Arriving in Port After a 5 Year Long Journey

Port of Morrow by The Shins

Port of Morrow by The Shins (2012)

With the one year anniversary of this album’s release coming up, I thought I’d give a review. At first listen, I wasn’t sure if I liked this album as much as I enjoyed Wincing the Night Away (2007). This album seemed to have less edginess from previous albums despite having a more polished sound. With that said, there are some great tracks. Some are great because they sound like earlier Shins’ works and some are great because they show how the group has changed. After a five year hiatus, I think it’s a good thing this album simply isn’t an extension of their previous albums.

The tracks that immediately stood out were “No Way Down,” “The Rifle’s Spiral,” “Simple Song,” and “Bait and Switch.” “Bait and Switch,” with its surfer rock style, and “September” let me know I was listening to the Shins. “The Rifle’s Spiral” and the powerful “Simple Song” have great beats but were it not for James Mercer’s distinctive voice, I’d be pressed to say it was the Shins. Even more funny is the chorus of “40 Mark Strasse” resembles “Sara Smile” by Hall and Oates to me; and “Life of Illusion” by Joe Walsh was playing in my head during “Fall of ’82.” In the end, I think the album is a good buy even though it may not turn out to be an instant classic. I still prefer Wincing the Night Away to this album, but that could be attributed to the fact I’ve listened to it much more. Hopefully they won’t make us wait another five years for the next album.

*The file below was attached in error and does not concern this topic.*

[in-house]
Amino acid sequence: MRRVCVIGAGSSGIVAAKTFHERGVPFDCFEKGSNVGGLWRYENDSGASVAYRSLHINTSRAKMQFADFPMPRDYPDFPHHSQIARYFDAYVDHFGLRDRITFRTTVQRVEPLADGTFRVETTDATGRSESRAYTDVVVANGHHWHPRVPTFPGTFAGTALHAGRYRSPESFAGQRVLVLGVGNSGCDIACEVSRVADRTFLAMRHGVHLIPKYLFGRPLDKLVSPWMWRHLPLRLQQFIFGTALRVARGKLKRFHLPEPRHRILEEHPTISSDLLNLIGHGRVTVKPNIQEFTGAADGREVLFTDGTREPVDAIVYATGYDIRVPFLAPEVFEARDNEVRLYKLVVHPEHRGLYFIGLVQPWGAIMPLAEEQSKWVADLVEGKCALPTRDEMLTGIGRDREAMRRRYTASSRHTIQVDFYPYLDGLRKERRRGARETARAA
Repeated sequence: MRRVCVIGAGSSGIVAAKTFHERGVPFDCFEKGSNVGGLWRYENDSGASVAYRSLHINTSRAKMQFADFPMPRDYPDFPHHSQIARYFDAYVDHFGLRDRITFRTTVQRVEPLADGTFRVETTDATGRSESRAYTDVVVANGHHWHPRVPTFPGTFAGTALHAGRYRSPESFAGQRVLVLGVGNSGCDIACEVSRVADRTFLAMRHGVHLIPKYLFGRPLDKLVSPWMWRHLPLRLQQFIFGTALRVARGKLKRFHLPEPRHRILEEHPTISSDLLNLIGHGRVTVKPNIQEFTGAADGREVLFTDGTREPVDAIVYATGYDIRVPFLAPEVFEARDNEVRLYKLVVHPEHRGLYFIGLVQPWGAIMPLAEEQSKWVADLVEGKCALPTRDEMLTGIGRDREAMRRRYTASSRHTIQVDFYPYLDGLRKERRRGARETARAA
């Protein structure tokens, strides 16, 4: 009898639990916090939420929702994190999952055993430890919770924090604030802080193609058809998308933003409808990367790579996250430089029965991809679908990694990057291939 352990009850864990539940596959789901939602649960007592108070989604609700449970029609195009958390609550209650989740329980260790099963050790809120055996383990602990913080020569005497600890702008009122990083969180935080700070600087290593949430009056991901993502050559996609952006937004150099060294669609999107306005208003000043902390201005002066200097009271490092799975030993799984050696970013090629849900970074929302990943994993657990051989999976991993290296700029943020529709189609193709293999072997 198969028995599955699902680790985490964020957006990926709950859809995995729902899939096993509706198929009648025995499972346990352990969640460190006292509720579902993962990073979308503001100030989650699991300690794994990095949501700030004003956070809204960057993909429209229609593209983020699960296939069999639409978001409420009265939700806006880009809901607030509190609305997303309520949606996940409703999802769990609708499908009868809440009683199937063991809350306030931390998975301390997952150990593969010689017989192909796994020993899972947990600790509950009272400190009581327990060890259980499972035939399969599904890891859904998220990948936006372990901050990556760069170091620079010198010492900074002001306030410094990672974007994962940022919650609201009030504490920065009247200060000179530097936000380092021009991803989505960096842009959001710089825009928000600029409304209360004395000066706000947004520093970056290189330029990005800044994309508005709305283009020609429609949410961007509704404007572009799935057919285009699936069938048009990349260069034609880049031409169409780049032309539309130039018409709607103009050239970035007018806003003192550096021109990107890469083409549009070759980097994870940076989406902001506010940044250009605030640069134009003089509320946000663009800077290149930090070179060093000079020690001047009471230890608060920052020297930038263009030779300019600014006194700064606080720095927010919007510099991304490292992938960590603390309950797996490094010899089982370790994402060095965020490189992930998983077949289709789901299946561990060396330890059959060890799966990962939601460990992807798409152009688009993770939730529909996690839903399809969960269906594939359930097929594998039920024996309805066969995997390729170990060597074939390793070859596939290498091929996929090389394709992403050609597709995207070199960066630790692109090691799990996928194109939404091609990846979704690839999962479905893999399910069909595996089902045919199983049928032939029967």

View Port of Morrow on Amazon.

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I Was Looking for a Change

The Reminder by Feist

The Reminder by Feist (2007)

I bought this album some time ago as a change of pace to what I had been listening and perhaps to broaden my range. I was trying to step away from the electronic and fast-paced rock-style albums.  The Reminder is similar to the works of artists like Adele and Sondre Lerche. The album is a nice balance of fast-paced and slow songs with each track having a coherent, yet distinctive, sound. Many of the tracks rely on the soft sounds of the acoustic guitar and piano accompanied by Feist’s breathy, yet fierce vocals to portray a sense of longing, love, vulnerability, and strength.

My favorite track on this album is the duet “How My Heart Behaves” with Eirik Glambek Bøe. A close second is “The Limit to Your Love.” “The Water” is a somber track which sounds endlessly deep, as if you could drown in it. “Sealion” is based on an American folk and children’s playground song; it is quite upbeat and catchy as it describes a less than reputable woman. There really aren’t any tracks on this album I hate or find unsatisfactory; in fact, despite being an older album I think it still holds up to current trends.

View The Reminder on Amazon.